AVENGERS WEEK: Captain America – The First Avenger (movie review)

CAPTAIN AMERICA (reviewed as a single movie)

Captain America was better than I hoped it would be. It is not a perfect movie, but it is a fun movie, and an inspiring movie, and a sincere movie.

It is a period piece. The only way they could have done it, really. Captain America, if it was going to succeed, could only have been set during World War II, if it was going to be done straight. It could have been set during more recent wars, but it would have been a much darker and more cynical movie. Instead, what we get is a movie about a guy who wants to do the right thing, and won’t stand down when the right thing needs to be done.

It could be a terrible movie. It could play this sincere, courageous character as a joke, or at least with a wink and a nod. Instead, somehow, it manages to strike he perfect balance. Like Christopher Reeve, who played the “boy scout superhero” without any cynicism, you believe in this scrappy runt who just wants to do good.

And when the scrappy runt proves himself without powers, you’re excited to see what he does when he has powers.

The movie is brilliantly shot and the period feels perfect. The story does get clunky, and parts of the finale are confusing, but the characters carry you through. I may hate Superman III or Superman IV: The Quest for Peace, but I can still watch them because of Christopher Reeve; Captain America is far easier to forgive.

I highly recommend the movie. It is a movie about doing right. It is a movie about being a hero. In a genre dominated by brooding characters like Wolverine or Batman, and even Spider-Man and Iron Man, it is a breath of fresh air.

The bonus scene after the credits happens just before the credits roll. And the bonus-bonus scene after the credits is a trailer for The Avengers. That is the weakness of Captain America. It is all, really, a lead-in to a bigger movie. But, it is a ride worth taking, in spite of that weakness.



This is probably the most important chapter in the Avengers mini-series. Its story is about Steve Rogers, who will (possibly) be the central member of the Avengers. Its story is about the beginnings of SHIELD (one constant thread in the series). Its story is about Howard Stark, Tony Stark’s father. Its story is about the tessaract, one of the macguffins of The Avengers movie.

Iron Man, the first chapter of this series, set things in motion. This chapter sets the stage for the finale. And with that view, it works better than it would when considering it as a stand-alone movie. If you watch this movie knowing that you are watching chapter five of a series, and that you are watching one more movie setting up a character so the finale doesn’t have to spend too much time giving you the backstory, it works better.

However, that storytelling risk may not have been worth taking, if The Avengers doesn’t follow through on the character. This is true, of course, with all of these Marvel movies.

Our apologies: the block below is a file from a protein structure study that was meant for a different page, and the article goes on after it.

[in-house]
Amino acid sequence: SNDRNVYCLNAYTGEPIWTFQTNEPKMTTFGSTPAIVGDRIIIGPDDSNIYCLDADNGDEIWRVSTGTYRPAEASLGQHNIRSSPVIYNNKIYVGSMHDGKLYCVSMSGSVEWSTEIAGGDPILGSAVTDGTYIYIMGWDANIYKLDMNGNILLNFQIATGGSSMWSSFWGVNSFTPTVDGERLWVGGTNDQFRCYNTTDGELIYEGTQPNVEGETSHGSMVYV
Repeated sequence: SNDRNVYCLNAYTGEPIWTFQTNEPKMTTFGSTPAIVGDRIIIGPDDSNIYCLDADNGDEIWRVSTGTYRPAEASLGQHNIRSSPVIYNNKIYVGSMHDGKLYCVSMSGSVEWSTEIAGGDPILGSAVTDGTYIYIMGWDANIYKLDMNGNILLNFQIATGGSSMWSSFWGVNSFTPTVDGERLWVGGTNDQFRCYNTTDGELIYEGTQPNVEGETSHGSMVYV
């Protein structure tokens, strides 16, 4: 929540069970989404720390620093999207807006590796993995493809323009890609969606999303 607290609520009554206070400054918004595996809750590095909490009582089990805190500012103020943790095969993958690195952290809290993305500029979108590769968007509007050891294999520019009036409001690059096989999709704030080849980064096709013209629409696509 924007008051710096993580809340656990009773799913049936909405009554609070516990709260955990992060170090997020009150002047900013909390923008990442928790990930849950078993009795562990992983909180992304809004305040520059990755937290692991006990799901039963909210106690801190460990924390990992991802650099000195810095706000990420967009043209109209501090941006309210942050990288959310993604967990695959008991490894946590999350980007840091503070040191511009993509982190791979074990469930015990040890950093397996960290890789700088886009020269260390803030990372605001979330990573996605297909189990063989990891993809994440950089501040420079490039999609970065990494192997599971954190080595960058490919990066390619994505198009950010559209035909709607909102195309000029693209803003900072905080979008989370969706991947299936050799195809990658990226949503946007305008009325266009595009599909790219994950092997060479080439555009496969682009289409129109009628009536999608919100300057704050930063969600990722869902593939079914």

Steve Rogers is a hero before he has any powers. He is not driven by vengeance, like Batman. He is not driven by rage, like the Hulk. He is not driven by a sense of responsibility because of tragedy, like Spider-Man. He just wants to do right.

He is a victim of bullying who does not want to see anyone else get bullied. He is willing to sacrifice himself for others. He wants to be a part of something bigger than himself. He wants to do good.

And in our world, he would be an anachronism.

And for all these reasons, this is the first of the Marvel movies that, after watching, I couldn’t wait for my son to see. The only problem, and this is a flaw for the film, is that there was nowhere for the character to grow. Well, he grew physically. And since his next appearance is in an ensemble, there may not be much growth for him in The Avengers. For this movie, though, I’m okay with it. I enjoy seeing him struggle to overcome the dangers and evils in the world around him.

UPDATE: They keep both the good and the bad in The Avengers for Steve Rogers. He is earnest and sincere and heroic, and even shines more as a leader than in his own movie. But he also doesn’t have much of a character arc. He does get a great line about Thor when he finds out who/what Thor is. But it is hard to tell if it is inserted by the writers as a wink and a nod or to mock old fashioned ideals. Doesn’t matter. I laughed and found it funny.

~ Ben

Next Review: THOR

Links to the other Avengers movie reviews:






2 responses to “AVENGERS WEEK: Captain America – The First Avenger (movie review)”

  1. Hank Harwell Avatar
    Hank Harwell

    I fell in love (purely Platonic, you understand) with the Captain America character for the first time after seeing this movie. When I went to see The Avengers, I splurged for the super-large soft drink so I could get a Cap lid topper figurine. I was torn between Cap and Iron Man, but I think this movie put me over the top.

  2. Nathan Marchand Avatar

    You obviously wrote this before “The Winter Soldier.” Cap had quite the arc in that film. He was the “man out of time.” He was challenged in many ways. He faced as existential crisis unlike any other. And he overcame it. That film exemplified why I love him (and Superman, for that matter): He’s an old-fashioned man in a cynical world. But the world needs men like him. I feel the same way.

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